The hope for an elected Senate is dead, or at least fast asleep – Politics

Departing from the red chamber this week on his 75th birthday, Bob Runciman notes his disappointment at “the failure to move toward an elected Senate.”

​Back when Runciman was appointed to the upper house in 2010, it was still possible to believe an elected Senate was a distinct possibility.

But now, more than 30 years after Bert Brown plowed “Triple-E Senate or else” into an Alberta barley field, the cause of an elected Senate seems dead. Or at least fast asleep.

“I think that an important body like that should have a significant degree of accountability to the taxpayers and people of this country, and that’s missing,” Runciman said in an interview with CBC Radio’s The House on Wednesday, as he reached the Senate’s mandatory retirement age.

The Senate passed the government’s budget bill without amendment, avoiding a possible standoff between the two chambers7:55

That will continue to be lacking, he said, “until someone’s prepared to come to grips with it.”

Perhaps only a significant crisis will motivate anyone to try.

Harper’s Senate woes

In a way, former prime minister Stephen Harper did his level best to build support for reform.

Not only did he appoint Mike Duffy, Pamela Wallin, Patrick Brazeau and Don Meredith, the four senators whose assorted controversies (justifiably or not) brought the upper chamber to the new depths of disrepute, but he also made exactly the sort of partisan appointments for which the Senate was already infamous: his party’s former fundraising director, his party’s former president, defeated party candidates and his own former director of communications.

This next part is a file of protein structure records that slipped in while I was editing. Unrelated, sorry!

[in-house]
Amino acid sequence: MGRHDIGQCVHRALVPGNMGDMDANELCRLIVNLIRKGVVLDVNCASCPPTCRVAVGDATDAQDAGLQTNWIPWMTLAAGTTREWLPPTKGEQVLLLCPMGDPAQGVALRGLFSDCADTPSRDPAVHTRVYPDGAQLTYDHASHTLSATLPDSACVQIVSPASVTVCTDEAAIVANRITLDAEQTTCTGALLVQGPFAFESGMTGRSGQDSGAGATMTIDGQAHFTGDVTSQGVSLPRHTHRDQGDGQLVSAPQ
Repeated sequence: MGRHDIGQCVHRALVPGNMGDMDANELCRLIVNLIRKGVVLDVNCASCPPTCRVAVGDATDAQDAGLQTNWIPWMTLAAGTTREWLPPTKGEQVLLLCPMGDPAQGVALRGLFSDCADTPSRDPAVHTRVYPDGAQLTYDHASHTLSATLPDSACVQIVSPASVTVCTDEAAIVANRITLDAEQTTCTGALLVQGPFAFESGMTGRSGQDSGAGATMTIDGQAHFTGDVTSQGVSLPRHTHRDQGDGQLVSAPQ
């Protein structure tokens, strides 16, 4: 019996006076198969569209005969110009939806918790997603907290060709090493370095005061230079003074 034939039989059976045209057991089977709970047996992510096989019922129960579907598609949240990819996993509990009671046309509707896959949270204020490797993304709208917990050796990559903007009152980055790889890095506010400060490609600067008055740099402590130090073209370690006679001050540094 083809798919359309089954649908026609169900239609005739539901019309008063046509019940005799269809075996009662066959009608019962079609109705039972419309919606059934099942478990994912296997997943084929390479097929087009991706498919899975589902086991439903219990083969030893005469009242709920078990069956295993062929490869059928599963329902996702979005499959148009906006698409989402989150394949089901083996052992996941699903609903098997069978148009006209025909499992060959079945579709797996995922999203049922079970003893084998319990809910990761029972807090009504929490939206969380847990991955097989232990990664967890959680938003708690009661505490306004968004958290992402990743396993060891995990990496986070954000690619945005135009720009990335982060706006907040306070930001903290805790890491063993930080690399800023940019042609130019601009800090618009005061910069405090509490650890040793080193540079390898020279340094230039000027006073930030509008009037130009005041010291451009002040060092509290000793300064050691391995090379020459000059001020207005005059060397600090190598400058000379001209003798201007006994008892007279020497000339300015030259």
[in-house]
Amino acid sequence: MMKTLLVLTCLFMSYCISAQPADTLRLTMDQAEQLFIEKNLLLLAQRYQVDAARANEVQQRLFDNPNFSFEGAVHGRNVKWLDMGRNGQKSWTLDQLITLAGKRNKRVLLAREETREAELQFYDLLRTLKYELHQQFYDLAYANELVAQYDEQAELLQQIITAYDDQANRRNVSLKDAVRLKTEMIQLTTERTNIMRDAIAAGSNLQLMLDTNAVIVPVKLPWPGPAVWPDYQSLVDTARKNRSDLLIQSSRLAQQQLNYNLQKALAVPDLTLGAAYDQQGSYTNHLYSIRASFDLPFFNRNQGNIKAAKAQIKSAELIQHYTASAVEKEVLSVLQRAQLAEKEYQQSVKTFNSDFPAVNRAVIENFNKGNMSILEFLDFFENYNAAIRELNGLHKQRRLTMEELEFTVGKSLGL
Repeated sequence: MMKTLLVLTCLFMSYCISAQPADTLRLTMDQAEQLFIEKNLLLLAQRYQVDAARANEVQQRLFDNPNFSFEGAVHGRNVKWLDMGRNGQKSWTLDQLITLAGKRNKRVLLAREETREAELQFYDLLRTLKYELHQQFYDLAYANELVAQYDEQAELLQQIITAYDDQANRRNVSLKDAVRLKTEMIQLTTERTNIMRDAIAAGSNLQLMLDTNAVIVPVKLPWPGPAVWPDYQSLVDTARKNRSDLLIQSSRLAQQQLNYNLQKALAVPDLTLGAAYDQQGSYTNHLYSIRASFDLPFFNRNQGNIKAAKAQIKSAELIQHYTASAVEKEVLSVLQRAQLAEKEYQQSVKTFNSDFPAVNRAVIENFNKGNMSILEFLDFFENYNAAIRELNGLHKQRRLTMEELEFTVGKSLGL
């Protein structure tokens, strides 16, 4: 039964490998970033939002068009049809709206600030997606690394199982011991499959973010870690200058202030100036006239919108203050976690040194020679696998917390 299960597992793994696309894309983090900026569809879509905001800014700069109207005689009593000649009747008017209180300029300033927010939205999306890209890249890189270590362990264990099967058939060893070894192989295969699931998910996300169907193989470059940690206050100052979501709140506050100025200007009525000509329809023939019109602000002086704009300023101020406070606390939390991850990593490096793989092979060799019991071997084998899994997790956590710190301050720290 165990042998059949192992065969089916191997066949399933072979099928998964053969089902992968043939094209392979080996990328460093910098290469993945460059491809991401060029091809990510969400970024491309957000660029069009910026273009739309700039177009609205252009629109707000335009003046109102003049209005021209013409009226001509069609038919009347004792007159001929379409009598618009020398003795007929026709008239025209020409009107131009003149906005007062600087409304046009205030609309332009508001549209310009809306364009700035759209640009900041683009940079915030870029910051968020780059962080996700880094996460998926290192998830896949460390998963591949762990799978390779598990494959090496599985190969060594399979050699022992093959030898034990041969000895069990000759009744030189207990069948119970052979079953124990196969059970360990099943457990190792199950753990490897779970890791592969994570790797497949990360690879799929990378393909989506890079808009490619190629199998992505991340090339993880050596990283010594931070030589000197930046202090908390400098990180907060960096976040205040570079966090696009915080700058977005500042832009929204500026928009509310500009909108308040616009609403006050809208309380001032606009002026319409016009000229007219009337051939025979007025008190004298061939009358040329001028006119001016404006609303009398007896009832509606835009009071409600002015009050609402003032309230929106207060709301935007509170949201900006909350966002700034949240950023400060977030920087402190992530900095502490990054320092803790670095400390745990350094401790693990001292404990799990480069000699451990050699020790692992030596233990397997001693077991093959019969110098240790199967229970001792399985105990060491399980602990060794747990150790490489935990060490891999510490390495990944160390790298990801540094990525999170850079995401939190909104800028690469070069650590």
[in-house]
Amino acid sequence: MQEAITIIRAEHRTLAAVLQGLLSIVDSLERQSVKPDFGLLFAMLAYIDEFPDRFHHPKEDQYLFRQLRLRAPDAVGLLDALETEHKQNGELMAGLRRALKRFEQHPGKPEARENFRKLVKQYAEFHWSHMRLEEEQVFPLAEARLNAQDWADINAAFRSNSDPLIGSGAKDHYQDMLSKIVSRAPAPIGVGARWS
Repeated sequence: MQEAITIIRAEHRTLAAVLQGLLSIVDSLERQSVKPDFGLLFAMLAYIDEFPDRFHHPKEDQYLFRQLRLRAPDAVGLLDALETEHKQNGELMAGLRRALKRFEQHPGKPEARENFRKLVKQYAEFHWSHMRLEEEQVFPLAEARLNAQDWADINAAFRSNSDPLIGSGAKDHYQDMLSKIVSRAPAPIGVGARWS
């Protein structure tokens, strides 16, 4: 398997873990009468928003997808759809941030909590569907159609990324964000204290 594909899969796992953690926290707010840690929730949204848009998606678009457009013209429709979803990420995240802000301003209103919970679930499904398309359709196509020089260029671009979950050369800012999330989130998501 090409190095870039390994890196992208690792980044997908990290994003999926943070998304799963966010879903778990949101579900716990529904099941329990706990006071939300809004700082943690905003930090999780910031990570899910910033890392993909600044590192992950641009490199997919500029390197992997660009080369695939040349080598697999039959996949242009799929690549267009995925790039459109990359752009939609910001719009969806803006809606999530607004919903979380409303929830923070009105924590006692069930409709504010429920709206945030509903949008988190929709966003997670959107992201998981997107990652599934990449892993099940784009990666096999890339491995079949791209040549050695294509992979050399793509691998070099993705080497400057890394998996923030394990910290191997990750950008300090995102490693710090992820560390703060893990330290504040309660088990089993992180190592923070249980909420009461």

But his government’s approach to actually implementing reform left something to be desired.

After seven years of proposing term limits and “consultative” elections, and arguing that Parliament could make such changes on its own, the Conservatives belatedly asked the Supreme Court in 2013 to rule on whether provincial agreement was required.

Up to the provinces

When the court responded in April 2014 that the agreement of seven provinces representing 50 per cent of the population would be necessary to implement the Conservatives’ desired changes, Harper threw up his hands and declared it was up to the provinces to change the Senate.

Had Harper’s government referred the matter to the Supreme Court immediately upon taking office in 2006, he might have had seven or eight years to rally provincial…

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